Coping with Holiday Grief

Article by: Alyza Moore, LPC-A

For so many, the holidays are hard. Whether due to existing family dynamics, grief, seasonal depression, or a number of other variables, the holidays are often anything but the warm, glowing, joyful months that Hallmark movies make them out to be. In fact, these months can carry intense feelings of loneliness, sadness, grief, and anger. Whether you are grieving the loss of a loved one that is made all the more apparent when celebrating with family, or dealing with a difficult custody situation as the result of a painful ending to a marriage, or perhaps you are navigating difficult family dynamics and are anxious about setting boundaries – the next couple of months are bound to bring plenty of challenges. 

At Deep Eddy, we are deeply invested in helping you survive the holidays, learn more about yourself in the process, and practice new coping skills learned in therapy. When seeing my clients during this time, I have found it very helpful for us to work collaboratively to come up with a “Holiday Survival Plan”. This survival plan is unique to each client and their situation. For example, the survival guide for my grieving clients might include making new traditions or finding a way to honor their loved one, while the survival plans for my clients struggling with anxiety would likely include practicing boundary-setting and changing their physical states to regulate during high-anxiety moments. 

Regardless of your particular struggle, I’ve found that a few coping strategies prove helpful for a variety of folks and want to share them here:

Accepting and Tolerating the Feelings

A lot of the work that I do at Deep Eddy (and that many of our other therapists do as well) comes from a therapeutic perspective called “Acceptance and Commitment Therapy.” What does that mean? As humans, we are bound to feel uncomfortable things. One of the least pleasurable aspects of my job as a therapist is breaking the news to my clients that there is no way to avoid painful moments. So, my job as a therapist is to help you to build up tolerance and develop coping mechanisms to deal with the discomfort.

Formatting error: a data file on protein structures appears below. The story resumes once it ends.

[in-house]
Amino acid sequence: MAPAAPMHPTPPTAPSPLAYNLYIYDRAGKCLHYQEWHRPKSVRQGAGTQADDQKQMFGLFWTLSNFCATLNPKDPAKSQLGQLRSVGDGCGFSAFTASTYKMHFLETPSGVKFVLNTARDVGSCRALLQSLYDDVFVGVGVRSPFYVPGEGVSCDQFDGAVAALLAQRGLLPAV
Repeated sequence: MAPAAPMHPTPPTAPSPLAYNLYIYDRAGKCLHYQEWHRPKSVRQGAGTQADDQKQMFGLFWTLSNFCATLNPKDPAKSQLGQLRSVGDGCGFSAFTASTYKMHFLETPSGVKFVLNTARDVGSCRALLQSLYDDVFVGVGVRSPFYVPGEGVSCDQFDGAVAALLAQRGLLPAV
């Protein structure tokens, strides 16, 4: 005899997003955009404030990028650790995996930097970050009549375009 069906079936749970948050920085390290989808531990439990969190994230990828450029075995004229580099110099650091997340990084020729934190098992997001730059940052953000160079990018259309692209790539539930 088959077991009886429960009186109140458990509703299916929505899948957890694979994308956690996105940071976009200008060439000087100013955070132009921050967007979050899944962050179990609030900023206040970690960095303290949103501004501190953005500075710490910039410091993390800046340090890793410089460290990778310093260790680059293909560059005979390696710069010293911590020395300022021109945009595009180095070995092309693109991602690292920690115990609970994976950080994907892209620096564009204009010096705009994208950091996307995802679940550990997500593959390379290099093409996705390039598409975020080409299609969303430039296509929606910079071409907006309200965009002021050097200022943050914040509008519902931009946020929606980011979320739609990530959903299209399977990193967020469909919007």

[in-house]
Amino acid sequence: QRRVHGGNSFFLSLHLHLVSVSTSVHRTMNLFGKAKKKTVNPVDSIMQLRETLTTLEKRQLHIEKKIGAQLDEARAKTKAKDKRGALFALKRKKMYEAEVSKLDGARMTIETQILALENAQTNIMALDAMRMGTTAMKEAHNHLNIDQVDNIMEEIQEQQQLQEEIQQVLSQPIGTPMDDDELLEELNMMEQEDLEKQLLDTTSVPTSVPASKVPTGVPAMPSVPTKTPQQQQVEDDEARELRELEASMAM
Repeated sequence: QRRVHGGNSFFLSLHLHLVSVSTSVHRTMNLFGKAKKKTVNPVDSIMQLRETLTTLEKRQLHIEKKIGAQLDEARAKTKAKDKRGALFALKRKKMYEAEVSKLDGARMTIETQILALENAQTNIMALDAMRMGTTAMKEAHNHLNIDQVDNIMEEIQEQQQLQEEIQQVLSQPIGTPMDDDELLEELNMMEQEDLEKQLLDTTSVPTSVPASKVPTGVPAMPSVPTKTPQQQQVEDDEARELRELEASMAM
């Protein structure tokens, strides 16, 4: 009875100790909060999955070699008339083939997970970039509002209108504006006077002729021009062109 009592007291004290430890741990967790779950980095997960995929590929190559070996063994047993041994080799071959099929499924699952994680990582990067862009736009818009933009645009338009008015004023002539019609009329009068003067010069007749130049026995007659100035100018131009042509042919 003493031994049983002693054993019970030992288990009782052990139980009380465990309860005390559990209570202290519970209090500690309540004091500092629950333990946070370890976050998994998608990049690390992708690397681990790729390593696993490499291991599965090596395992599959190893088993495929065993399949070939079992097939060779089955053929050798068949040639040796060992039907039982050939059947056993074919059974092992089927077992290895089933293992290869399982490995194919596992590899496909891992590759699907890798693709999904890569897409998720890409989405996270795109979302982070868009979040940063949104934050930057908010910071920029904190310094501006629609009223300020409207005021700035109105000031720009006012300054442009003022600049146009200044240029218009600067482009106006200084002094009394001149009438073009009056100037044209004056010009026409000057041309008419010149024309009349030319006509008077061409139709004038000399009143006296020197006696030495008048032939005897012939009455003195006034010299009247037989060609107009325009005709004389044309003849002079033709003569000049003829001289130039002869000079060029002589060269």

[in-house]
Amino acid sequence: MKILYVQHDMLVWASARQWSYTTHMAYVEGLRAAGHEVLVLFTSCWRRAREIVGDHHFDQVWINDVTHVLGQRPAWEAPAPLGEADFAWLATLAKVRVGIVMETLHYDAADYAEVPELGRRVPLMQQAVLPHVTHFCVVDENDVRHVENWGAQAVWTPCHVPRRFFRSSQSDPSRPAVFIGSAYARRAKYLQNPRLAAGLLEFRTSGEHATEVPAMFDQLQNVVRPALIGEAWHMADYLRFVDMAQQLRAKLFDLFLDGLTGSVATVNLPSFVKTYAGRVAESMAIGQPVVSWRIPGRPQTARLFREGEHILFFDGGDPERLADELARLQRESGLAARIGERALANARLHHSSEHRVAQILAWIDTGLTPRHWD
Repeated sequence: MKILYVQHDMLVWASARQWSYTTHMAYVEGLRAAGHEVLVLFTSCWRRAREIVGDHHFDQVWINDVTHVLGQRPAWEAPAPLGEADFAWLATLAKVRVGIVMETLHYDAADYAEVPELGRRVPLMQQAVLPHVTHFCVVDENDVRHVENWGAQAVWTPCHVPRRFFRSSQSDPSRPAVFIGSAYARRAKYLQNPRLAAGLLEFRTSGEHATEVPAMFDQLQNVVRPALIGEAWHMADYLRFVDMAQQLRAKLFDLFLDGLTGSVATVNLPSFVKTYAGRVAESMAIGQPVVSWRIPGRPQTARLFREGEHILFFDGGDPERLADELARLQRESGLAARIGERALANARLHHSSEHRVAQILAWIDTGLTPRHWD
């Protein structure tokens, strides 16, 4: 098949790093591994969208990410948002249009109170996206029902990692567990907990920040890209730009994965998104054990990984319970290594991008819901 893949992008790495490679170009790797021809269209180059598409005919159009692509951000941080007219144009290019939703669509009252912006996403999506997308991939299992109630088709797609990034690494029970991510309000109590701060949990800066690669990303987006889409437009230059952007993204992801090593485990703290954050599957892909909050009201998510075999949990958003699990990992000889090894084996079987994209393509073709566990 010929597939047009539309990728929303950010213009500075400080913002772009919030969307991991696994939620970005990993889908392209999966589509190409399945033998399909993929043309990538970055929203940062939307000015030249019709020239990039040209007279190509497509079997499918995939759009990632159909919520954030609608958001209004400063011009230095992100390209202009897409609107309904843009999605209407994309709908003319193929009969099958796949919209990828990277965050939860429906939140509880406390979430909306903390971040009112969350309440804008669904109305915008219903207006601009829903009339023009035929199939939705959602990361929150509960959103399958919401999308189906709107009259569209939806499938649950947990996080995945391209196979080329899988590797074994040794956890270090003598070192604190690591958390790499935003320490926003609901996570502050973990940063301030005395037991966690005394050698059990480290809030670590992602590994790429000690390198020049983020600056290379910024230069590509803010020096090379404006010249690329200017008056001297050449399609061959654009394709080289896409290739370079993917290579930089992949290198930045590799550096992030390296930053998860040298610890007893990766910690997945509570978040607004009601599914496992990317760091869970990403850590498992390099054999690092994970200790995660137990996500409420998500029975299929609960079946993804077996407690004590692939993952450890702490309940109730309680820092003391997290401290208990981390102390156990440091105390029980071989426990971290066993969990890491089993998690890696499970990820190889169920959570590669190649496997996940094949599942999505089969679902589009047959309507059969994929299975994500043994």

Inherent to tolerance is acceptance. It will ultimately be easier (and perhaps even enriching) to accept that we feel despondent, alone, angry, and/or sad. With this acceptance, we must commit to letting go of control over hard emotions. It might feel tempting to try to control the way you feel, or even how you present how you feel to others, but this is not going to change the fact that you feel despondent, alone, angry, and/or sad. Allow yourself access to the full human experience, and remember that trying to avoid hard feelings does not shorten the pain cycle.

Fact-Checking Thoughts

Maybe you’ve convinced yourself, in the depths of your anger, sadness, anxiety, or grief, that you really are alone. Or maybe you’ve become certain that your current emotion will forever be all-consuming. Perhaps you’re 100% sure that you’re [insert your own version of a thought error, recognizable by words like “all”, “always”, or “never”].

We must act as our own fact-checkers. Have you ever felt a feeling, persistently, forever? I have the privilege of being allowed a window into some of the most difficult experiences of peoples’ lives. With each one of my clients, not a single one has forever and consistently felt angry, anxious, sad, [insert your feeling here]. These feelings pass. This is your holiday mantra.

Using Your “Ideal Self” as a Guide

We all have versions of our ideal selves that live in our heads. You know, the one who goes on dates despite feeling anxious, or the one who sets boundaries flawlessly. These ideal selves are not totally useless, and can actually act as guides when we’re doing hard things. This is because our ideal selves reflect our value systems. When our actions are based on our values, we’re headed in the right direction.

So, how would your ideal self handle hard feelings during the holidays? Perhaps she’d figure out daily practices to support her, like exercising or getting dinner with a friend. If she has a hard time expressing affection, she might find ways to say “I love you and I care about you” to friends and family. Check in with your ideal self and write out some things that she would do to support herself in her grief during the holidays.

Some Parting Words

The holidays are approaching, whether we’d like them to or not. Take extra good care of yourself, and remember: trying to control feelings is not usually helpful. The feelings also pass through and will not last forever! You are never alone, no matter how alone you feel. Lastly, let your ideal self be your guide. If you need help in navigating grief during the holidays, reach out to us!

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